Native American, Rural Women Hit Hardest by Opioid Crisis, Experts Say

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Native American females and women in rural communities suffer the highest risk of deaths from opioids and other drugs, advocates and caregivers involved in mental health and trauma said Thursday.

The risk is heightened for Native American women, who face a long history of oppression and abuse, turning to opioids as a form of pain management, and for women in rural areas, who have limited access to drug treatment programs, the experts said at a webinar organized by the National Center on Domestic Violence, Trauma & Mental Health.

Researchers found that more than 84 percent of Alaska Native and American Indian women had experienced some form of violence in their lifetimes: 56 percent experienced sexual violence and 55 percent experienced intimate partner violence, according to a study released by the National Institute of Justice in 2016.

In some villages, 100 percent of women experienced sexual assault or domestic violence, the webinar told.

Indigenous women also face a long history of genocide, removal from their land, removal of their children into state custody, and loss of culture and language- all factors that play into the high rates of opioid deaths, said Gwendolyn Packard, a specialist at The National Indigenous Women’s Resource Center (NIWRC).

“We experienced a period of forced removal of our children. [Society] placed them in institutions in an effort to civilize the savage born. Even today we experience the highest rate of children in state custody” she continued.

“This left many families psychologically battered.”

Opioids can also lead Native American women into the grasp of sex traffickers, who prey on their drug dependency to maintain control.

Sarah Deer, attorney and author of “The Beginning and End of Rape: Confronting Sexual Violence in Native America” refers to this vulnerable community as ‘the perfect population.’

“If you’re a trafficker looking for the perfect population of people to violate, Native American women would be a prime target. You have poverty. You have people who have been traumatized. And you have a legal system that doesn’t step in to stop it.”

In an attempt to fight back, the Cherokee Nation has filed a lawsuit against pharmaceuticals companies for negligent conduct. Tribes are seeking monetary damages to pay for treatment programs, which are scarce.

Still, generations of trauma and abuse has left a scar on Native American populations, who are searching for the best way to tackle the epidemic within the tribes.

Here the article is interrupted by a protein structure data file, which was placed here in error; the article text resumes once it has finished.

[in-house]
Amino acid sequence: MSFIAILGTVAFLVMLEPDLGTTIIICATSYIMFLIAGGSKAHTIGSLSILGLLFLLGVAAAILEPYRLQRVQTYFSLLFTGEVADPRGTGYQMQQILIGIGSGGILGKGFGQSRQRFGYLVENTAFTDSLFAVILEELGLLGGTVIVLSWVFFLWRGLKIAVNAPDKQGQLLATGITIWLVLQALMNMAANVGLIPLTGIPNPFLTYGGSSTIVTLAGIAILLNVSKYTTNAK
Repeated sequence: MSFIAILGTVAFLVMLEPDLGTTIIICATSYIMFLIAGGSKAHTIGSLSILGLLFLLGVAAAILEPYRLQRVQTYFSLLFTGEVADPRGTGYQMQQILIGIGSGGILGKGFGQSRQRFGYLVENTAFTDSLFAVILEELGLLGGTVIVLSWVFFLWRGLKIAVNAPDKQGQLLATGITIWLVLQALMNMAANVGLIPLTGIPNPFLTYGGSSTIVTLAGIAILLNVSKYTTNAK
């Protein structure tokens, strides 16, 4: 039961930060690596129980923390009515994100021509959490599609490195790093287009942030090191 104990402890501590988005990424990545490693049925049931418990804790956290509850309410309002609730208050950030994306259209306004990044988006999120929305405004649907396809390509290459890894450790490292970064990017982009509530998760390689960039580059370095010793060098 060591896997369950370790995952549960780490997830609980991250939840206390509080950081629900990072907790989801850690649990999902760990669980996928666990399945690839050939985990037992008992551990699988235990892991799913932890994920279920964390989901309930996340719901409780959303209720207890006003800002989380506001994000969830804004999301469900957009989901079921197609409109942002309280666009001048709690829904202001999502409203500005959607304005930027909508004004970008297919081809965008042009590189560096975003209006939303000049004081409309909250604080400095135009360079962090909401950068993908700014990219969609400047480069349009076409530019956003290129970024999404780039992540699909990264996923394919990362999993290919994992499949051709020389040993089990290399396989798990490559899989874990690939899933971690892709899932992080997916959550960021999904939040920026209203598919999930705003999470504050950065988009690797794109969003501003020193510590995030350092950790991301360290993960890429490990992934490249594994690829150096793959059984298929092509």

“There is common agreement that the country is rooted in historical and generational trauma” said a tribe member at an opioid hearing, reported on by the webinar.

“There is also agreement that as a tribe we are strong and resilient and can create and support in order to heal the next generation.”

While women in rural areas suffer from domestic abuse as well, they face unique difficulties accessing treatment due to their geography.

For instance, in some parts of West Virginia, the state with the highest rate of fatal drug overdoses in the nation, there is no cell phone or internet connection. West Virginia is the only state that lies completely within the Appalachian mountain region, which greatly affects telecommunication.

But the biggest issue is the the lack of local treatment or effective treatment close by. It may take opioid users 2 to 3 hours to arrive at a local clinic- that is, if they have access to a car.

There is also no public transportation, leaving some addicts stranded in the countryside.

Often times, for women, the vehicle owner is the batterer who controls where and when his victim takes the car, added Laurie Thompsen, a Mental Health and Behavioral Health Coordinator in West Virginia.

In attempt to maintain power and control, abusers may restrict their partners from getting treatment, and instead fuel their drug addiction by leaving paraphernalia around the house and forcing them to use drugs.

The National Domestic Violence Hotline reported that 60 percent of women said their partner or ex-partner tried to prevent our discourage them from getting help, while 27 percent said they were pressured or forced to use alcohol or other drugs more than they wanted.

If admitted to a treatment center, there is also the possibility the batterer and the victim will be in the same drug program.

“Safety is a big issue” said Thompsen, who recalled a story about a husband who checked himself into a mental health hospital to stalk and follow his wife.

“These situations occur because we don’t have many services.”

Editor’s Note: The Webinar proceedings will be available online. Please check here for update.

Megan Hadley is a staff writer at The Crime Report. Readers’ comments are welcome.

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